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Set in 1972, Manly Mates features the most famously controversial state premier of them all, Sir Robert Askin. He and his Police Commissioner took regular bribes from crime bosses. He sold knighthoods. He took regular cutbacks from developers. In Manly Mates he holds court to a team of his more outrageous
These included the Commissioner, a property-developing Councillor, an SP bookie, a strung-out bagman, an apprentice female politician prepared to give her all, a Mafia salesman from Chicago, and, hilariously, Bob's sherry-drinking wife Mollie.
They all collide at the beautiful old Hotel Manly, in an upstairs bar overlooking the ferry wharf, where Bob's regular drinking/betting Saturday is destined to spin out of control under the eager eye of an undercover cub reporter from 'The Manly Daily'.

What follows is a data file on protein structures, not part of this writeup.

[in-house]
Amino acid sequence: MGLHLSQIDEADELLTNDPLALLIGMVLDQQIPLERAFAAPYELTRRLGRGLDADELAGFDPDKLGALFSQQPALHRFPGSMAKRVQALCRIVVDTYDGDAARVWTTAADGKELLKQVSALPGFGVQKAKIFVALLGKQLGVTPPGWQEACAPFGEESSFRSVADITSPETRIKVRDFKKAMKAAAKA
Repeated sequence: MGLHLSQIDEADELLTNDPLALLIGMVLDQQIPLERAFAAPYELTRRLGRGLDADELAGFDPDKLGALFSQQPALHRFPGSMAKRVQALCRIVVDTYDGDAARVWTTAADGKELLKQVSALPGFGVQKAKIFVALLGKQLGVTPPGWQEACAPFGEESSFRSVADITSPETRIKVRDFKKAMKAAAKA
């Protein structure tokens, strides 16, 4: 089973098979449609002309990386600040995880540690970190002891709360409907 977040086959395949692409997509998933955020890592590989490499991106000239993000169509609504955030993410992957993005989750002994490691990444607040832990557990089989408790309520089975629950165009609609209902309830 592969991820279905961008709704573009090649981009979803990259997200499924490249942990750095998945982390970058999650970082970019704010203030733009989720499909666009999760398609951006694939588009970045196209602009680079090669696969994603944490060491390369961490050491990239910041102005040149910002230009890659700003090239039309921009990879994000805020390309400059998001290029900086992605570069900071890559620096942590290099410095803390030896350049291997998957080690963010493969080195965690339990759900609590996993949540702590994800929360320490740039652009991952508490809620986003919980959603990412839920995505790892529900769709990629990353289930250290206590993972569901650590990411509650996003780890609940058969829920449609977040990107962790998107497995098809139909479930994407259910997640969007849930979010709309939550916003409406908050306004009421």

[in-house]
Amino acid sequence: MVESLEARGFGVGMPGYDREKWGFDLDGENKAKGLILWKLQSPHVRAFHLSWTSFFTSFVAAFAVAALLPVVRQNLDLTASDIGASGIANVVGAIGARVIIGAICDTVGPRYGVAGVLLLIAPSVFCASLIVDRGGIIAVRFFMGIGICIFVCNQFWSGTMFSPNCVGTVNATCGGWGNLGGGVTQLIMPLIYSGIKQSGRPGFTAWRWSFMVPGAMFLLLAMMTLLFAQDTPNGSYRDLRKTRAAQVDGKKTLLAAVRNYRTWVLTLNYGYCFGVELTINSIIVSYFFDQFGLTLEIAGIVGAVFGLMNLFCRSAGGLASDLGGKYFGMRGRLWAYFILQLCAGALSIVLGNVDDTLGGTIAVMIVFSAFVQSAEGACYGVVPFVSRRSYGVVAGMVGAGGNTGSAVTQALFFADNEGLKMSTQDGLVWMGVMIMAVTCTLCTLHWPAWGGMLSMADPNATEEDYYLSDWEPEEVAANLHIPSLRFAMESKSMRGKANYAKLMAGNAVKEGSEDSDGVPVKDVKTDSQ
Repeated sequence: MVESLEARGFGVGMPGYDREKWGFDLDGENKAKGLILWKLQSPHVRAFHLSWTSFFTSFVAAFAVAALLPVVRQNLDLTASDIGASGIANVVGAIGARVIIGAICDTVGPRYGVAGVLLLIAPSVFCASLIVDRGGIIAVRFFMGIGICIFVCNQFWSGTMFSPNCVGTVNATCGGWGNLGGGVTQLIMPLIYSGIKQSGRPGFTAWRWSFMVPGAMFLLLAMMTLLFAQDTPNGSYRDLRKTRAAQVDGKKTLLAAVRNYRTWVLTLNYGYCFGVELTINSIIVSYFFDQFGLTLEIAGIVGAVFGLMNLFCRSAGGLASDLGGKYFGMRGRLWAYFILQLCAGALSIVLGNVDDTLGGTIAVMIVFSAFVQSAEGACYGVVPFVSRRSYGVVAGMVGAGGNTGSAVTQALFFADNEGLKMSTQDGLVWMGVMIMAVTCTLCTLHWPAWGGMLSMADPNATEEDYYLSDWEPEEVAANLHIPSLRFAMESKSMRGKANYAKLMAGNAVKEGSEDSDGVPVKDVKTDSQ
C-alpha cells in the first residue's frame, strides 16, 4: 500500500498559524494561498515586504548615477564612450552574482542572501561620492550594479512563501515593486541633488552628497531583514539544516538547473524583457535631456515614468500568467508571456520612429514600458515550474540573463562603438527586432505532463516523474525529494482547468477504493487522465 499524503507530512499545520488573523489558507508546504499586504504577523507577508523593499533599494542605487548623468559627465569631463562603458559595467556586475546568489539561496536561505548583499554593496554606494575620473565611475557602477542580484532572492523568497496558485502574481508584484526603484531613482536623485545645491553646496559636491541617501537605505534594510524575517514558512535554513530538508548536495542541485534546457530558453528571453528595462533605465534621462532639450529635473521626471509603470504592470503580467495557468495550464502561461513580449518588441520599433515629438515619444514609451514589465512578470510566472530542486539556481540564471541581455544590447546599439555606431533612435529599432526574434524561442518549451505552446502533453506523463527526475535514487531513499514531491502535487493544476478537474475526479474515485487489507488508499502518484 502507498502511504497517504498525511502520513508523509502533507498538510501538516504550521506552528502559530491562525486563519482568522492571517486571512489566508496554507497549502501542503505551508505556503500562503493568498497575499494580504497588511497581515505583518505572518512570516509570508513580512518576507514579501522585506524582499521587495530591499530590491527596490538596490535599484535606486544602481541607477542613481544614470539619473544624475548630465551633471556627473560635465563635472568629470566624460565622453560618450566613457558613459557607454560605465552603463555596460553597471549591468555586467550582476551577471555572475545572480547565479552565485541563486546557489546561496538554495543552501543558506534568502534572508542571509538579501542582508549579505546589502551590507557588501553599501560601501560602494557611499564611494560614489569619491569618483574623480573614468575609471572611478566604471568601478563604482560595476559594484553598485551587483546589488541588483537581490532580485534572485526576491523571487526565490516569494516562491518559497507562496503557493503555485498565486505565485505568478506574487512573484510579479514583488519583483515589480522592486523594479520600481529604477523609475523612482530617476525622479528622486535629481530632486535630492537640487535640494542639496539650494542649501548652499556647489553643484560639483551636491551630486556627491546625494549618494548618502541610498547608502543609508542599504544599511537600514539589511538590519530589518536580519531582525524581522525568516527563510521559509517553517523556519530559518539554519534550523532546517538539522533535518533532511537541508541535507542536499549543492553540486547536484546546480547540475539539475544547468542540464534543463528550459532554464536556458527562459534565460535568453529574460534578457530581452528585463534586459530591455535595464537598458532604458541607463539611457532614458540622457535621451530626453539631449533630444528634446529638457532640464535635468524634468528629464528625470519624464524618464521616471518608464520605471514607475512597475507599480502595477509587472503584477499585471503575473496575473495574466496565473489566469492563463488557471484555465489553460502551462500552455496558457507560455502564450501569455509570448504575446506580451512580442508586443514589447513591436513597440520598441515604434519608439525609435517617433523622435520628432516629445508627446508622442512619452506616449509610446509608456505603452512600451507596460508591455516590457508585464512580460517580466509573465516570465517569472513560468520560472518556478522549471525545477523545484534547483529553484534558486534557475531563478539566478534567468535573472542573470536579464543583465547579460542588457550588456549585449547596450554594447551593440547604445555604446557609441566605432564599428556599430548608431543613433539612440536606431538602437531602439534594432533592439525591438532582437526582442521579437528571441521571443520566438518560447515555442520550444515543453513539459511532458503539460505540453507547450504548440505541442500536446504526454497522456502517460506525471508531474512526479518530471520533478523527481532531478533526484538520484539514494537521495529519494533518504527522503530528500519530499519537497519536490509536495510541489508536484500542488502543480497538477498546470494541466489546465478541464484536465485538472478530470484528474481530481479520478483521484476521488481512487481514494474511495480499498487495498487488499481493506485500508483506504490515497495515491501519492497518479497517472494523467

Hatherley’s high-energy play is built on classic farce foundations. Taking his lead from Feydeau, his fiendish plot leads all the colourful characters into spiralling turmoil. And it’s all based on ‘Underbelly’-style fact. Every role is a challenge for big comedy performances.
Stop Press : DSP has just published Manly Mates in a compendium with Open For Inspection and My Henry Lawson. Order your copy now.
Bob Askin, 63, cool, calm, deadly
Norm, 62, Commissioner of Police, corrupt, dictatorial
Keith, 40s, hotel manager, in debt
Kev, 30s/40s, shifty local councillor
Baz, 20s, coked-out bagman
Joe, 45s, depressed Chicago Mafia man
Brian, 20s, eager young cop
Mollie, 61, superficial first lady, often tipsy
Pat, 20s, keen undercover journalist
Virginia, 30s, rich Liberal candidate, knows the score
Peg, 50s, working class telephonist, plays piano
Rights 12.5% of Box Office.
Single set of bar and clubroom in run-down, once-grand hotel, with several doors that open and shut with farcical regularity.